Prior to the development of currently available methods and technologies, linkage and candidate gene association studies were conducted; however, these two methods could identify only a few genes involved in the pathogenesis of T2D (i.e., PPARG, KCNJ11, CAPN10, and TCF7L2). Advances in genotyping technology and genetic information have facilitated the application of genome-wide association (GWA) studies to identify T2D susceptibility genes. Currently, over 120 common risk variants have been successfully identified as being associated with T2D using this approach [412]. Several reproducible GWA studies confirmed these well-established susceptibility genes, and they were found to be replicated for association with T2D and diabetes-related traits in or near SLC30A8, KCNQ1, CDC123, HNF1B, KCNJ11, TCF7L2, CDKAL1, CDKN2A/2B, PPARG, HHEX, IGF2BP2, GLIS3, JAZF1, WFS1, and MTNR1B in Europeans and East Asians. Most of the susceptibility risk loci identified were shared among East Asians and populations with Europeans ancestry. However, significant association signals at these shared loci seems to be independent among populations. This suggests that the pathogenesis of the disease is common among populations, but that risk variants are often population specific. These differences in risk variants between Europeans and East Asians are likely due to differences in genetic background, risk allele frequencies, and characteristics, such as body shape, food and drink, culture, and other lifestyle factors. For example, association of variants within KCNQ1 [6, 13] was primarily reported in GWA studies in East Asians; however, these variants were not identified in any of the larger GWA studies in European populations, because there are different frequencies of these variants between East Asian and European populations. Similarly, variants within UBE2E2 and C2CD4A-C2CD4B were reported to be associated with T2D by two relatively small East Asian GWA studies, while these loci did not reach genome-wide significance in European studies [4, 5, 14]. Furthermore, there are relatively large frequency differences between population groups for rs7903146 within TCF7L2 [15]. Although numerous T2D risk loci were identified from GWA studies in multi-ethnic populations, the functional impact of these risk loci still needs to be elucidated. Most of these risk loci likely affect insulin secretion and beta-cell function, with a few potentially involved in insulin action. Given this variability among populations, it is important that we understand the association between genetic variations and T2D, and the roles of these T2D risk loci in Thai population. In this study, we investigated single nucleotide polymorphisms (SNPs) that were previously found to be associated with T2D in Asian populations. We focused on the following eight SNPs: 1) potassium voltage-gated channel, KQT-like subfamily, member 1 (KCNQ1; rs2237892); 2) a variant found near cyclin-dependent kinase inhibitor 2A (CDKN2A/2B; rs10811661); 3) a zinc transporter member of solute carrier family 30 (SLC30A8; rs13266634); 4) hematopoietically-expressed homeobox (HHEX; rs1111875); 5) CDK5 regulatory subunit-associated protein 1-like 1 (CDKAL1; rs7756992); 6) melatonin receptor type 1B (MTNR1B; rs1387153); 7) transcription factor-7-like 2 (TCF7L2; rs7903146); and, 8) Ubiquitin Conjugating Enzyme E2 E2 (UBE2E2; rs7612463). Our specific aim was to investigate the influence of these eight SNPs on T2D and related quantitative traits in Thai population.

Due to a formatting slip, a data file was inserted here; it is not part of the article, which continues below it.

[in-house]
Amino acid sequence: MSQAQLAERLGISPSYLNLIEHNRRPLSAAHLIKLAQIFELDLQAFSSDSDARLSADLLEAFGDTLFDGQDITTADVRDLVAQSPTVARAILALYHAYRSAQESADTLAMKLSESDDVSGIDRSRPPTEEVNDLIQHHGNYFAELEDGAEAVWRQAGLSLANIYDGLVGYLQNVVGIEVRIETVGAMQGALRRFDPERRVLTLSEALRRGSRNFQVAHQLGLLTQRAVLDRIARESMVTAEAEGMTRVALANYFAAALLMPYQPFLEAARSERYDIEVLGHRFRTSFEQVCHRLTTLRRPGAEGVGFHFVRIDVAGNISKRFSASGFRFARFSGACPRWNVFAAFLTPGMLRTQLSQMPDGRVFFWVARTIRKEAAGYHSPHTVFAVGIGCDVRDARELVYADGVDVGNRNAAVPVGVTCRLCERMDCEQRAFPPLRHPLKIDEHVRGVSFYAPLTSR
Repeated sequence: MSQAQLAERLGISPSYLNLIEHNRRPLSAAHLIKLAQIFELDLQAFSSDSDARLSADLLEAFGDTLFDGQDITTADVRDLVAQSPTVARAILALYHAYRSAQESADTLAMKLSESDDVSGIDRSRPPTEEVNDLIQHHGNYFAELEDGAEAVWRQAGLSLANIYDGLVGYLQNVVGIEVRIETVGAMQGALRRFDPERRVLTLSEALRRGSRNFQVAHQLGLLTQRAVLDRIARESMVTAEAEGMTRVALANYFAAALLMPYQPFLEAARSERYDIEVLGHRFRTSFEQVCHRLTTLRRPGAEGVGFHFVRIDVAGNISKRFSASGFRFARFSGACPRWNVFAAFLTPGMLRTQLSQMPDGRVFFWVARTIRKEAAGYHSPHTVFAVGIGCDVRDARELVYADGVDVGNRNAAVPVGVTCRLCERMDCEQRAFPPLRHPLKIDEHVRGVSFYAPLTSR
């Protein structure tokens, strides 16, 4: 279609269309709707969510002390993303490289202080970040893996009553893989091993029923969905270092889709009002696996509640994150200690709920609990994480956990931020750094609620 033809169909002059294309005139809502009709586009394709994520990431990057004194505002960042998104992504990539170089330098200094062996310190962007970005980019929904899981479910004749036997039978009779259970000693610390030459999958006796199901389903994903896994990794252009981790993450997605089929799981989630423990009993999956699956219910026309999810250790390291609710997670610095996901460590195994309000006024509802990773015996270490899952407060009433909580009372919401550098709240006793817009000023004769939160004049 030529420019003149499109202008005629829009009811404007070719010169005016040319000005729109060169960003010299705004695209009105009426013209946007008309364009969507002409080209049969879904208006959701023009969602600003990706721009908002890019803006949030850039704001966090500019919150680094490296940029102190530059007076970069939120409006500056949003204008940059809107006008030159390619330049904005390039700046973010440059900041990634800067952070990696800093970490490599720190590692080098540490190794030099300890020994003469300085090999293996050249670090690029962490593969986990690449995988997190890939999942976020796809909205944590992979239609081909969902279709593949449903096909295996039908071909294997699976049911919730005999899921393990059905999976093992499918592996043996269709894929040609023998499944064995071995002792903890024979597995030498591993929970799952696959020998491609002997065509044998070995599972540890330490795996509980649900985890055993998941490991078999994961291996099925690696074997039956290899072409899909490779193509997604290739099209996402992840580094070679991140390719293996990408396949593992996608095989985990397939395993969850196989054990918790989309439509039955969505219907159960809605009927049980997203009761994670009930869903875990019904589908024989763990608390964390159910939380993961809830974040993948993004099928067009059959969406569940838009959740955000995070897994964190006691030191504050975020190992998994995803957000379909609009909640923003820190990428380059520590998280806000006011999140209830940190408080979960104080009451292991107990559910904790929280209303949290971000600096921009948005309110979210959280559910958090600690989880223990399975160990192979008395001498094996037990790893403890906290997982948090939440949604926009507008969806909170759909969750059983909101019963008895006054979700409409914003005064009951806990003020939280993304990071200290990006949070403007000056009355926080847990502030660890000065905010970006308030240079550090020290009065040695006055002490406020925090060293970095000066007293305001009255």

Methods